Here at The Optimist Daily, we love sharing architecture projects that put circularity front and center. The latest one we’ve come across involves architecture firm BakerBrown Studio, which plans to repurpose discarded lobster shells, oyster shells, and wine bottle corks to build a sustainable pavilion in East Sussex, England.
The pavilion is part of the Glyndebourne Opera, a building that’s part of an English country house dating back to the 16th century, and whose owners hold sustainability close to their hearts. They have already installed a 67-meter-high wind turbine that powers the site with renewable energy.
The idea behind the new project is to collect food waste, such as oyster and lobster shells, throughout this year’s opera season for it to be eventually processed into exterior wall tiles. What’s more, cork collected from the many wine bottles opened during the season will also be collected and bound with mycelium from mushrooms to create bricks used in the interior walls.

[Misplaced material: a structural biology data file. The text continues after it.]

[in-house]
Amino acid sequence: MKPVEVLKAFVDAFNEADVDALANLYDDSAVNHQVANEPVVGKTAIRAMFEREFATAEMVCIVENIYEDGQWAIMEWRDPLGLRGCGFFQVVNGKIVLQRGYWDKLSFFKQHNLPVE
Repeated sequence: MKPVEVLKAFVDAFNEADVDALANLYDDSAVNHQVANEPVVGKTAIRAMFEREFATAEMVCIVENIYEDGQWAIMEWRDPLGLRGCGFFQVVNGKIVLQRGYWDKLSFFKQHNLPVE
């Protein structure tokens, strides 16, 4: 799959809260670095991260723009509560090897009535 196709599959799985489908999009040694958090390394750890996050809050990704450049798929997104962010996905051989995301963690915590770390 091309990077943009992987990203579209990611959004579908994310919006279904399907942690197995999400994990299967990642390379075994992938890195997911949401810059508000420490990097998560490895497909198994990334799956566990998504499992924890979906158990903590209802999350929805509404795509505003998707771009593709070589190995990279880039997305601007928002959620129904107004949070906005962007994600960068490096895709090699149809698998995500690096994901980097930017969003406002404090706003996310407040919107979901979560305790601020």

To further minimize the building’s carbon footprint, the designers will salvage diseased ash trees and use local chalk and waste glass to build the pavilion’s structure. Mycelium will also be used to build the structure’s insulation panels.
Plus, to ensure that the materials can be recycled and reused in the future, the design allows for easy deconstruction. The project is due to take off in September and reach completion in March 2022. Just yesterday, we showed how Parisian apartments are demonstrating the efficacy of hemp-based insulation. Projects like that, and this pavilion, are important launching points for demonstrating the feasibility of the sustainable design.